In the case of outcome two, we still think the dividend will be cut, but we are less certain. There is a possibility that the dividend could be maintained, though we give that less than 10% chance. The key reason here is what happens to capex requirements. Kentucky Power came with a boatload of capex requirements and these are due to be conducted between 2023-2026/2027. Removing the Kentucky Power acquisition out reduces total capex by about by $4 billion over four years. Assuming a 50:50, debt to equity funding, it means AQN requires $2 billion less in equity issuance. So even if AQN does cut the dividend, the size is likely to be far smaller. AQN will have more room to be a little lax on their cash flow and try and retain some more of the dividend crowd.
This little FERC maneuver could turn out to be positive, but it could also significantly hurt AQN. If AQN has to compromise to make it happen, you can take an axe to 2024 and beyond earnings estimates.
Our base case here is that AQN will make about 60 cents in earnings per share in 2023 and will be allowed to walk away from the Kentucky Power Acquisition. Earnings likely move up in 2024, but don’t cover the old dividend rate. AQN will see this and proactively cut the dividend by a third within 1-2 quarters from now. While there are slightly more positive outcomes here for AQN, the uncertainty will likely keep the big money sidelined. We continue to stay out and that includes the equally risky mandatory convertible issue Algonquin Power & Utilities Corp – Units (NYSE:AQNU). AQNU’s returns should mimic owning AQN. What you make extra in dividends today on AQNU, you lose on the 3.333X conversion.
AQN also has baby bonds that trade, Algonquin Power & Utilities Corp. 6.875 SB NT A 78 (NYSE:AQNA) being one. While the interest rate may seem appealing, their float feature and subordinated nature (BB+ rating) make them poor investments in our view.
From 10/17/2023, on every Interest Reset Date until 10/17/2028, the interest rate on the Notes will be reset at an interest rate per annum equal to the three month LIBOR plus 3.677%. From 10/17/2028, on every Interest Reset Date until 10/17/2043, the interest rate on the Notes will be reset on each Interest Reset Date at an interest rate per annum equal to the three month LIBOR plus 3.927%. From 10/17/2043, on every Interest Reset Date until 10/17/2078, the interest rate on the Notes will be reset on each Interest Reset Date at an interest rate per annum equal to the three month LIBOR plus 4.677%.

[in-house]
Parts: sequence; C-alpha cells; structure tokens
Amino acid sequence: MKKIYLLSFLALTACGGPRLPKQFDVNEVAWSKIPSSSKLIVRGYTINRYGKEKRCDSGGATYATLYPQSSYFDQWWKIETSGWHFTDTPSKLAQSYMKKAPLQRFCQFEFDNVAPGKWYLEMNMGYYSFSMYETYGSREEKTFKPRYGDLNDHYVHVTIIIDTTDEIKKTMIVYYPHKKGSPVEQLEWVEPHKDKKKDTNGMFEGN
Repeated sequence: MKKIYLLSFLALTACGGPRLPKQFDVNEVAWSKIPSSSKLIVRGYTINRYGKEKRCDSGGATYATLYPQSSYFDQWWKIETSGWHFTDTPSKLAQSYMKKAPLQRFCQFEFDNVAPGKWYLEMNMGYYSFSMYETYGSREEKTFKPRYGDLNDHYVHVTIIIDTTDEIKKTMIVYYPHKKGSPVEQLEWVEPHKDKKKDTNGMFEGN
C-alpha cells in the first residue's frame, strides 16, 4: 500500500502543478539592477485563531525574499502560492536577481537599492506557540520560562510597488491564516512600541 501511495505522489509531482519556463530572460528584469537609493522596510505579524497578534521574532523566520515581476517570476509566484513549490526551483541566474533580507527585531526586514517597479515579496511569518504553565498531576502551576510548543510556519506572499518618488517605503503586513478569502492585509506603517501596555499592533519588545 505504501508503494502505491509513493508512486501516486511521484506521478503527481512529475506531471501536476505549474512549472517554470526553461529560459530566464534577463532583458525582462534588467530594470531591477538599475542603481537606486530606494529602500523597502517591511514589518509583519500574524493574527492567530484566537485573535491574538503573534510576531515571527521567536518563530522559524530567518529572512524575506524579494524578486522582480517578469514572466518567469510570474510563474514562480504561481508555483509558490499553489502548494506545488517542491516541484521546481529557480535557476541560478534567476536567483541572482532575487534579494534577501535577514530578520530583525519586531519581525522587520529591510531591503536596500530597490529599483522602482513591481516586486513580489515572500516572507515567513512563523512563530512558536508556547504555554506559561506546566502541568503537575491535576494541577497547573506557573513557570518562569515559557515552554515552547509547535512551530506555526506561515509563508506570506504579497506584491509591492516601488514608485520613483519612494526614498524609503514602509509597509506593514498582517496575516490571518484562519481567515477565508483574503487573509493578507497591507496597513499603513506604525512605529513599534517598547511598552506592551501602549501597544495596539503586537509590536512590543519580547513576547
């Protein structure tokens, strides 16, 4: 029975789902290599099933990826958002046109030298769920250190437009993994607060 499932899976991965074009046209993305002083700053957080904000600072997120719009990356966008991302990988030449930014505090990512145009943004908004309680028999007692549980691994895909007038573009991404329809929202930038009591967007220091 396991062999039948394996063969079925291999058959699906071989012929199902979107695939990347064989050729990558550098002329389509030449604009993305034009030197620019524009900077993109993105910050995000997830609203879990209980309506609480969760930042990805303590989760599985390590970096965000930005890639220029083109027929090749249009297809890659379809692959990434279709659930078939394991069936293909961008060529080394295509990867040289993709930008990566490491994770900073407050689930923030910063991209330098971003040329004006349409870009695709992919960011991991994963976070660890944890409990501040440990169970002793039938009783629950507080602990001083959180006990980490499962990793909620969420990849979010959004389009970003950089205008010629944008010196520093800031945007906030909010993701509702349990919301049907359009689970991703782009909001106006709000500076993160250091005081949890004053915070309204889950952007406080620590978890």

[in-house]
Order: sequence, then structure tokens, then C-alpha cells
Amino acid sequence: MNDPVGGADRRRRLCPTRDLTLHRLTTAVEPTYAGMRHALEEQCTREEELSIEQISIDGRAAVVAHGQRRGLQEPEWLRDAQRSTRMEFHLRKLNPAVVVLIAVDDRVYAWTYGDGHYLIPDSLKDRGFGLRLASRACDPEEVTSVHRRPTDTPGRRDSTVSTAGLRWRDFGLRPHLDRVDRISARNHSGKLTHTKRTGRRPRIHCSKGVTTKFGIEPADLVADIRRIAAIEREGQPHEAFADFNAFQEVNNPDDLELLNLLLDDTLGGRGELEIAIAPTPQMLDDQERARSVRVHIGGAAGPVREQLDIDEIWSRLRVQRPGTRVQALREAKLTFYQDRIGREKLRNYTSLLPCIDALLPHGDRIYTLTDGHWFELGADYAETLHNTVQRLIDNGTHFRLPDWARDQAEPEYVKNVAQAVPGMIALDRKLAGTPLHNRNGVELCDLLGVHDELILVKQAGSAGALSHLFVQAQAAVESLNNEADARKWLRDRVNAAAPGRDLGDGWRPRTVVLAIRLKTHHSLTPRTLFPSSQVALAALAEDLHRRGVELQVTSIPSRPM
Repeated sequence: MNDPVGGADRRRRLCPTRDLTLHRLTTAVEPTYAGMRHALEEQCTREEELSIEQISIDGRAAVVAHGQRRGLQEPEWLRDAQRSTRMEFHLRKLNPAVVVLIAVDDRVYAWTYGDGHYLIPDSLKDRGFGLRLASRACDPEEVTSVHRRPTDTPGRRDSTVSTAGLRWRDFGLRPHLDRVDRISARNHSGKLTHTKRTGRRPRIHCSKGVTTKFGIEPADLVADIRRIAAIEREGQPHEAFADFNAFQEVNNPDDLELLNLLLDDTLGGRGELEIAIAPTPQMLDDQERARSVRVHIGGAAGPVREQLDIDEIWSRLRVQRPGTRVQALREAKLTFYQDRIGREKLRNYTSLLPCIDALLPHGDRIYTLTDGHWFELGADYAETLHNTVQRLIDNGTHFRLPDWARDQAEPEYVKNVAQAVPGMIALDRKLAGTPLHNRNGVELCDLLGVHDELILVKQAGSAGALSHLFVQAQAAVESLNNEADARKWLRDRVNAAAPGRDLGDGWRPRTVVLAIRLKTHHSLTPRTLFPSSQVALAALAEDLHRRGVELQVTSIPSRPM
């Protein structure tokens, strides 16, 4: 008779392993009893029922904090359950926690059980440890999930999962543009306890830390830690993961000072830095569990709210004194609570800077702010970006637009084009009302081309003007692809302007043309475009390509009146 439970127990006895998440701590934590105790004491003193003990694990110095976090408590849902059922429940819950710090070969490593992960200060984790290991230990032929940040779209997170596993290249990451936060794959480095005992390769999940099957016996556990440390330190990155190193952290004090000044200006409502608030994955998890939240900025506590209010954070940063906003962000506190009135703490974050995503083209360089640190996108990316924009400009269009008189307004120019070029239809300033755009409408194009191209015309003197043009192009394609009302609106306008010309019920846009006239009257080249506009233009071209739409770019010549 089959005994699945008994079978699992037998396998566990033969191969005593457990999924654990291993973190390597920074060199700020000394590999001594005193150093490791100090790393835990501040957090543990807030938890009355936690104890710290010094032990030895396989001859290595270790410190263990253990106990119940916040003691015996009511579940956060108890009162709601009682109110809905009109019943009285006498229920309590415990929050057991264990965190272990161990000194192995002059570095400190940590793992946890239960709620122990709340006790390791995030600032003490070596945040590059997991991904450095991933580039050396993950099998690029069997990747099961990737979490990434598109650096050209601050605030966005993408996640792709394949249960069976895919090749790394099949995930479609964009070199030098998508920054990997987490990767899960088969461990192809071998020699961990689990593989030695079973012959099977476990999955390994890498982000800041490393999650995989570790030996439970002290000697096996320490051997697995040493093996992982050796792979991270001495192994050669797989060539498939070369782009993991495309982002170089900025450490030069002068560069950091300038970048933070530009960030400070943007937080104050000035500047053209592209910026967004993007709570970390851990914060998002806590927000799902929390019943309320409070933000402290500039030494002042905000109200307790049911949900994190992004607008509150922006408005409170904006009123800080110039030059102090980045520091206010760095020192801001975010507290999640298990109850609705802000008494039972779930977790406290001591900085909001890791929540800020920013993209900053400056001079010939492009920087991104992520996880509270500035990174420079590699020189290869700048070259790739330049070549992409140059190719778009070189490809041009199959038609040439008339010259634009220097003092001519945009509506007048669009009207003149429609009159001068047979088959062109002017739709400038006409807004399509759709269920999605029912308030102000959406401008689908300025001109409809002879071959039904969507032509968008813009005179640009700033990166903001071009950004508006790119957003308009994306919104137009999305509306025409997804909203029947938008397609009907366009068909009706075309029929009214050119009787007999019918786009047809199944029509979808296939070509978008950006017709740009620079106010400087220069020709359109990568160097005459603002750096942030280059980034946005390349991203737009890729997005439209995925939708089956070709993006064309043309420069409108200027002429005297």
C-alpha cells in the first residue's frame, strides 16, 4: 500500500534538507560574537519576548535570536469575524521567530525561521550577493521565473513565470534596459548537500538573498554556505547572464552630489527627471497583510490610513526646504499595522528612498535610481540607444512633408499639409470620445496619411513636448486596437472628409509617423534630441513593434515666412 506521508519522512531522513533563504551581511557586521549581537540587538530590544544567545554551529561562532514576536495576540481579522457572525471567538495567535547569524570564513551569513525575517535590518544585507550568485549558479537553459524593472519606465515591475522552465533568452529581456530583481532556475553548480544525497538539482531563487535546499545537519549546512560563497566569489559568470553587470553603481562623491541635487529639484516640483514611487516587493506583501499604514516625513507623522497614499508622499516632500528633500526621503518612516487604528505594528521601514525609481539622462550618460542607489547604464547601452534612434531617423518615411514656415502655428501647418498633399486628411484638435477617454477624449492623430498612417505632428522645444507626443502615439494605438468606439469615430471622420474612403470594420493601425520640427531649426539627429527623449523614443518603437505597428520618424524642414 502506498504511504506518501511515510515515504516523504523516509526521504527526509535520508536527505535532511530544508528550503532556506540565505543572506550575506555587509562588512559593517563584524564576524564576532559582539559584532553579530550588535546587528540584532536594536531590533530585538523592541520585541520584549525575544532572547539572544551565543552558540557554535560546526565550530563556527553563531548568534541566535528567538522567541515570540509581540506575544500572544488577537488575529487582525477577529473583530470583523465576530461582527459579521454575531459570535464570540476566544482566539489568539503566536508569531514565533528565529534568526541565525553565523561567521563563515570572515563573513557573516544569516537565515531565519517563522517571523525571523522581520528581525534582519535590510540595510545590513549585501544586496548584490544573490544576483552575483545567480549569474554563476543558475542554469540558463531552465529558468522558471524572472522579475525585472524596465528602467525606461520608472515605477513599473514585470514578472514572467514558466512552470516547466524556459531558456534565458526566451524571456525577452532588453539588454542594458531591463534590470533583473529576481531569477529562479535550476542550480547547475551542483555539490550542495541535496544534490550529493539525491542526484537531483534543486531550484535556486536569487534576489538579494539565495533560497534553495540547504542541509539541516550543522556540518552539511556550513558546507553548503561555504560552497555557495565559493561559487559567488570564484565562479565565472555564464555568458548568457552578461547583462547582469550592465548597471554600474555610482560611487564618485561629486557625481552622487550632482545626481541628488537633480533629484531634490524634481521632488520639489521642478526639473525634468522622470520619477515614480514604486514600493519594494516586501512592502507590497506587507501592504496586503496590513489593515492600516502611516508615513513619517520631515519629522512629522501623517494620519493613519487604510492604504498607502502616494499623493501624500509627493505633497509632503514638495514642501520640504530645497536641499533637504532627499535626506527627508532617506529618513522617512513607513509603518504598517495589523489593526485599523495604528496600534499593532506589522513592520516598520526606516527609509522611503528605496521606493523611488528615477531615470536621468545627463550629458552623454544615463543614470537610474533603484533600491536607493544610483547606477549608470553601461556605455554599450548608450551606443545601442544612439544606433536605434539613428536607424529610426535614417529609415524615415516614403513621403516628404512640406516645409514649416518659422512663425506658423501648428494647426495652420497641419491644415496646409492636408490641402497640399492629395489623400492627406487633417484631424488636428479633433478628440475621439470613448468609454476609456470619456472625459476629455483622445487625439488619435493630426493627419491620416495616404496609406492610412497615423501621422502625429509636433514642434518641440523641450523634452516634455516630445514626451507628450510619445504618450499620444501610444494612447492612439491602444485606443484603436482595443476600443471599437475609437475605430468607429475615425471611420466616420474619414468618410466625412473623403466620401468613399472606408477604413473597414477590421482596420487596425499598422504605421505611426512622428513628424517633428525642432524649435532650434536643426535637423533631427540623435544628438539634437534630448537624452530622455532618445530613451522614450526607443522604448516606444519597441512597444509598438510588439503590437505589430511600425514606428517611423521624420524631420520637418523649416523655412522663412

At present we are relegated to watch mode and think better opportunities might come ahead.
Please note that this is not financial advice. It may seem like it, sound like it, but surprisingly, it is not. Investors are expected to do their own due diligence and consult with a professional who knows their objectives and constraints.
Editor’s Note: This article discusses one or more securities that do not trade on a major U.S. exchange. Please be aware of the risks associated with these stocks.
Disclosure: I/we have no stock, option or similar derivative position in any of the companies mentioned, and no plans to initiate any such positions within the next 72 hours. I wrote this article myself, and it expresses my own opinions. I am not receiving compensation for it (other than from Seeking Alpha). I have no business relationship with any company whose stock is mentioned in this article.
Are you looking for Real Yields which reduce portfolio volatility?
Conservative Income Portfolio targets the best value stocks with the highest margins of safety. The volatility of these investments is further lowered using the best priced options. Our Covered Call Portfolio is designed to reduce volatility while generating 7-9% yields. We focus on being the house and take the opposite side of the gambler.
Learn more about our method & why it might be right for your portfolio.
Stanley Druckenmiller on mental flexibility and the ability to be both bearish and bullish.